2 Method

The study was performed as a retrospective evaluation of patients admitted to the eleven-bed ICU of Anaesthesia and Intensive Care Medicine department of Charles University Hospital Plzen, Czech Republic during the 5-years period from January 1st 2006 to December 31st 2010. The study was approved by the local ethics committee of the University Hospital. Due to its retrospective nature the informed consent was not deemed necessary. The data entered in the hospital database (WinMedicalc, Medicalc software s.r.o., Plzen, Czech rep.) were used for the analysis, paper charts and data files were screened in case of missing electronic data.

2.1 Disease groups characteristics and definition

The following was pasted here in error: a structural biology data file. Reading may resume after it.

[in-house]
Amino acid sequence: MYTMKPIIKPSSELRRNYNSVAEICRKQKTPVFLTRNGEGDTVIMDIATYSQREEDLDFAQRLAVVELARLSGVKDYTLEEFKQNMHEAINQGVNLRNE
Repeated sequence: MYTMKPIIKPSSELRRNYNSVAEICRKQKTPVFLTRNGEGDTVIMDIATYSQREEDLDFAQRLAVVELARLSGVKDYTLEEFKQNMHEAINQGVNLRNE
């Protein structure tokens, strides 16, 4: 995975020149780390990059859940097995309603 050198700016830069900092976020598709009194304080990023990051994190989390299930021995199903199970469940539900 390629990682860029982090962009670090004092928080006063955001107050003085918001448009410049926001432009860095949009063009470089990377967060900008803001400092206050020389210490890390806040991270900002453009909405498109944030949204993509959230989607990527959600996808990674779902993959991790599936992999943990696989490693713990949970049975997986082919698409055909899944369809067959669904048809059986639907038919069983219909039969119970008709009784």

According to admitting diagnosis patients belonging to four specific groups were included in the evaluation (sepsis/systemic inflammatory response, trauma, postoperative and post-cardiac-arrest). All of these states may be accompanied by a central hypovolemia and initial fluid resuscitation is proposed by different authors or international guidelines. Patients included in the sepsis group had to fulfil the Surviving Sepsis Campaign guidelines definition of sepsis or systemic inflammatory response syndrome [2]. As no patients without organ dysfunction were admitted to the ICU, the group consists only of patients with severe sepsis or septic shock. Patients suffering from multiple trauma involving at least two organ systems were included in the trauma group. Those admitted after elective or emergency (non-trauma) surgeries were considered for the postoperative group. Trauma victims undergoing emergency surgical procedure were included into the trauma group to avoid duplicates. Finally, any patients admitted for the reason of cardiac arrest of any origin were included in the post-CPR group. In all defined groups patients with signs of organ malperfusion or shock were identified and evaluated as a subgroup, because the fluid resuscitation protocol might be of upmost importance for these patients. Due to the study retrospective nature a group of criteria for evaluation of shock/malperfusion was used: extreme serum lactate values (above 4 mmol/l) or increase in serum lactate in the first 24 h, oxygen saturation in the upper vena cava below 65 % or its decrease during the study period and use of high dose vasopressors. Those with clinical diagnosis of shock of any origin (traumatic, hypovolemic, septic etc.) at admission were also assigned into this subgroup.